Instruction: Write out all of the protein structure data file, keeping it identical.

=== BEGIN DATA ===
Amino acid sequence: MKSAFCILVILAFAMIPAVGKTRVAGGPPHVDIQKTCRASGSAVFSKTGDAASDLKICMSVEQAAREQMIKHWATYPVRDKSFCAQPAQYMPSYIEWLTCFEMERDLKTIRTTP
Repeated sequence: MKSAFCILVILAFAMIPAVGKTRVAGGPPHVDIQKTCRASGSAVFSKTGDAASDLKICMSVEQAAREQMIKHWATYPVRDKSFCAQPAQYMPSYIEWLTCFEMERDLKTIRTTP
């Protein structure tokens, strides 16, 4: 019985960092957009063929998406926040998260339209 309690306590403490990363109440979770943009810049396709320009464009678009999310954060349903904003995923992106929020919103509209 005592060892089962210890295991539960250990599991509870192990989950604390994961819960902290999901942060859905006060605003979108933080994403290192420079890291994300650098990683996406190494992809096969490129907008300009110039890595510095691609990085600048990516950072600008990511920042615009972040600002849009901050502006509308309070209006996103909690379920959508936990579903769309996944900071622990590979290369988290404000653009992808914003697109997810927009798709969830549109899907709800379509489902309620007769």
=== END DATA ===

Amino acid sequence: MKSAFCILVILAFAMIPAVGKTRVAGGPPHVDIQKTCRASGSAVFSKTGDAASDLKICMSVEQAAREQMIKHWATYPVRDKSFCAQPAQYMPSYIEWLTCFEMERDLKTIRTTP
Repeated sequence: MKSAFCILVILAFAMIPAVGKTRVAGGPPHVDIQKTCRASGSAVFSKTGDAASDLKICMSVEQAAREQMIKHWATYPVRDKSFCAQPAQYMPSYIEWLTCFEMERDLKTIRTTP
């Protein structure tokens, strides 16, 4: 019985960092957009063929998406926040998260339209 309690306590403490990363109440979770943009810049396709320009464009678009999310954060349903904003995923992106929020919103509209 005592060892089962210890295991539960250990599991509870192990989950604390994961819960902290999901942060859905006060605003979108933080994403290192420079890291994300650098990683996406190494992809096969490129907008300009110039890595510095691609990085600048990516950072600008990511920042615009972040600002849009901050502006509308309070209006996103909690379920959508936990579903769309996944900071622990590979290369988290404000653009992808914003697109997810927009798709969830549109899907709800379509489902309620007769």